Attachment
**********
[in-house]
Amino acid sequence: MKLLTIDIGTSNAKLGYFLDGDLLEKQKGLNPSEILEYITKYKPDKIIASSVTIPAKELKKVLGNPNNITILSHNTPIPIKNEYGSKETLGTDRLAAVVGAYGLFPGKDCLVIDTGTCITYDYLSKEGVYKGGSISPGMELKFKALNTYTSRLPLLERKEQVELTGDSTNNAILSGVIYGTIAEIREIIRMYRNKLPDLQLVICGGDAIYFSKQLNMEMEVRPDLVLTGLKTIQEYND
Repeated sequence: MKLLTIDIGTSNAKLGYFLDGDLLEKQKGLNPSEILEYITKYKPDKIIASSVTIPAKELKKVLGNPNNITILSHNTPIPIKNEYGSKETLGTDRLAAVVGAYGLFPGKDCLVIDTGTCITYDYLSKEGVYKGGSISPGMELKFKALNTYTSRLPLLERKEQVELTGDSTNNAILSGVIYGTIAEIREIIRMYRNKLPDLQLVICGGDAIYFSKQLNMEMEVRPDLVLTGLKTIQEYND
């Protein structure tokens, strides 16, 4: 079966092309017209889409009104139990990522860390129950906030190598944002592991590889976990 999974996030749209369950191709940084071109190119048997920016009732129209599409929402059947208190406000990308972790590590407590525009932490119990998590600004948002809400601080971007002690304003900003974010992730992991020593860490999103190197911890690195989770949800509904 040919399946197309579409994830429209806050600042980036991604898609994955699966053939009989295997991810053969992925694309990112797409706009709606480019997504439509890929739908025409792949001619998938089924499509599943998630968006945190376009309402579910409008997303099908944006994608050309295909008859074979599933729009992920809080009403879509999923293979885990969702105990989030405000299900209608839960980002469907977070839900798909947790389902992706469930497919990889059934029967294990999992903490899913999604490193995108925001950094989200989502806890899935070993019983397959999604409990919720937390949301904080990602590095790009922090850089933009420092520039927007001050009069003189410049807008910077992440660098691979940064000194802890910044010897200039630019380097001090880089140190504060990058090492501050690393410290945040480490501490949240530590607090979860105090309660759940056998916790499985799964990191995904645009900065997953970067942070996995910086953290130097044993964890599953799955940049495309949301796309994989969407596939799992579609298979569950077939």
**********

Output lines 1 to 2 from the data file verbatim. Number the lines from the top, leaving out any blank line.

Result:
[in-house]
Amino acid sequence: MKLLTIDIGTSNAKLGYFLDGDLLEKQKGLNPSEILEYITKYKPDKIIASSVTIPAKELKKVLGNPNNITILSHNTPIPIKNEYGSKETLGTDRLAAVVGAYGLFPGKDCLVIDTGTCITYDYLSKEGVYKGGSISPGMELKFKALNTYTSRLPLLERKEQVELTGDSTNNAILSGVIYGTIAEIREIIRMYRNKLPDLQLVICGGDAIYFSKQLNMEMEVRPDLVLTGLKTIQEYND